The company's statement of purpose clearly addresses diversity and multiculturalism issues.
2. Leadership and Advocacy
Women, people of color, and members of other underrepresented populations are in leadership positions within the company.
Managers see it as part of their role and function to advocate for diversity and multiculturalism within the company.
Management arebitet with individuals to advocate for a positive workplace climate related to diversity.
The department has clearly articulated policies and procedures relevant to a diverse workforce (e.g., HIV, AIDS, sexual assault, sexual harassment, bias, non-discrimination based on race, ethnicity, religion, age, sexual orientation, nationality, etc.) and distributed them to all employees.
4. Recruitment and Retention
The staffing structure of the departments reflects demographic trends and the diversity of society.
Women, people of color, and members of other underrepresented populations are actively recruited for departmental positions.
Department heads actively support the company in recruiting and retaining a diverse workforce.
Multicultural competencies (i.e., attitudes, knowledge, and skills) are a hiring criterion for employee departments.
Performance evaluations of employees in each department include an assessment of their contributions to creating a multicultural organization.
5. Expectations of Multicultural Competence
Managers have multicultural competencies appropriate to their role and function.
Managers are aware of the specific cultural competencies identified for their respective departments.
Managers know the ethical standards for multicultural practices in their respective departments.
6. Expectations for Multicultural Competence
Managers take responsibility for the continuous development and improvement of their multicultural competencies by keeping abreast of professional literature and taking advantage of continuing education opportunities.
7. Training on Multicultural Competence
Employees are systematically trained in multicultural awareness.
Funding is available for professional development opportunities on multiculturalism (e.g., inviting trainers to companies, attending conferences, training outside the company, etc.).
8. Diversity Activities and Services
Continuing education and event programs are planned and designed to meet the needs of a diverse workforce.
Continuing education programs will include systematic leadership development for women, members of ethnic/racial minorities, the physically disabled, and other underrepresented groups of people.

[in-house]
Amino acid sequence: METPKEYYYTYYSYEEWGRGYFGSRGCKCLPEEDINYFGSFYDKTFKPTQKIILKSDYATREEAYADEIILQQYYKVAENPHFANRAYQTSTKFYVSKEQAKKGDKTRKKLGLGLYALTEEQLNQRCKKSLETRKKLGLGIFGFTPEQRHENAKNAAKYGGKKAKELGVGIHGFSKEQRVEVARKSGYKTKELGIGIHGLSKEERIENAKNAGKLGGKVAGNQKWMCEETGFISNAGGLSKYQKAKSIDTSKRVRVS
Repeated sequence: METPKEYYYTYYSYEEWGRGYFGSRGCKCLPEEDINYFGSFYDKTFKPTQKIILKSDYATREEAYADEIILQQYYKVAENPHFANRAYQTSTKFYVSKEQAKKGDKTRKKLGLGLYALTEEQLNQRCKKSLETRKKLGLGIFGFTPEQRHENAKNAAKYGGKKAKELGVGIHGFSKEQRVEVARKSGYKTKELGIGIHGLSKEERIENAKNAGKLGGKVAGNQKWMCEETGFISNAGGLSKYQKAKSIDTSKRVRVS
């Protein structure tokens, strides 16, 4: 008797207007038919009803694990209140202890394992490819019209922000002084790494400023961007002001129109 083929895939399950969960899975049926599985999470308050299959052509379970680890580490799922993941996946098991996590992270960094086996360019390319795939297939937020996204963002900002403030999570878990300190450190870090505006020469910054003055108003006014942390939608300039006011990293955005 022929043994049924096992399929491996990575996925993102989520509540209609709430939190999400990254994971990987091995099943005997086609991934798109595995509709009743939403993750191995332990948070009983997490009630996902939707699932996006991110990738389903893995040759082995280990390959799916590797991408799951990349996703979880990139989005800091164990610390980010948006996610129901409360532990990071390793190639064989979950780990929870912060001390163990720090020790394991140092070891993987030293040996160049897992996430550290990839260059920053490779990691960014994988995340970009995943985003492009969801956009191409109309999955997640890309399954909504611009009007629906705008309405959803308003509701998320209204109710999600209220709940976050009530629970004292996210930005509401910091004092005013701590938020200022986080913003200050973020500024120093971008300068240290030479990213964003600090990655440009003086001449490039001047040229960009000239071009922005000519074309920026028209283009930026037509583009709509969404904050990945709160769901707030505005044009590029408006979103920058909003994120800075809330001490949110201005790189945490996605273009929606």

The annual employee events program reflects an appreciation for diversity and addresses multicultural issues (e.g., New Student Orientation, Black History Month, Women's History Month, Minority Day, Disability Awareness Day, etc.).
Managers and department staff actively support and participate in events that celebrate diversity.
Training offered by the company is accessible and provides interpreters for the hearing impaired and bilingual translators when necessary and/or appropriate.
All company publications, including brochures, flyers, guides, announcements, and publications on the Internet are multiculturally sensitive in their use of language, photos, and illustrations.
Employees are multiculturally sensitive in the distribution of printed materials such as advertisements and flyers, and in publications on the Internet and social media.
9. Physical Environment
All offices and spaces used by the company are physically accessible.
Company goals are reviewed annually for multiculturalism.
The effectiveness of multicultural programs, policies, and interventions will be systematically evaluated.
Evaluation of the company's services includes a multicultural component.
What did the completion of this checklist indicate about your organization's level of ‘social inclusion and diversity’?
What areas of strength did your organization identify through the completion of this checklist?
Please note that this checklist template is a hypothetical appuses-hero example and provides only standard information. The template does not aim to replace, among other things, workplace, health and safety advice, medical advice, diagnosis or treatment, or any other applicable law. You should seek your professional advice to determine whether the use of such a checklist is appropriate in your workplace or jurisdiction.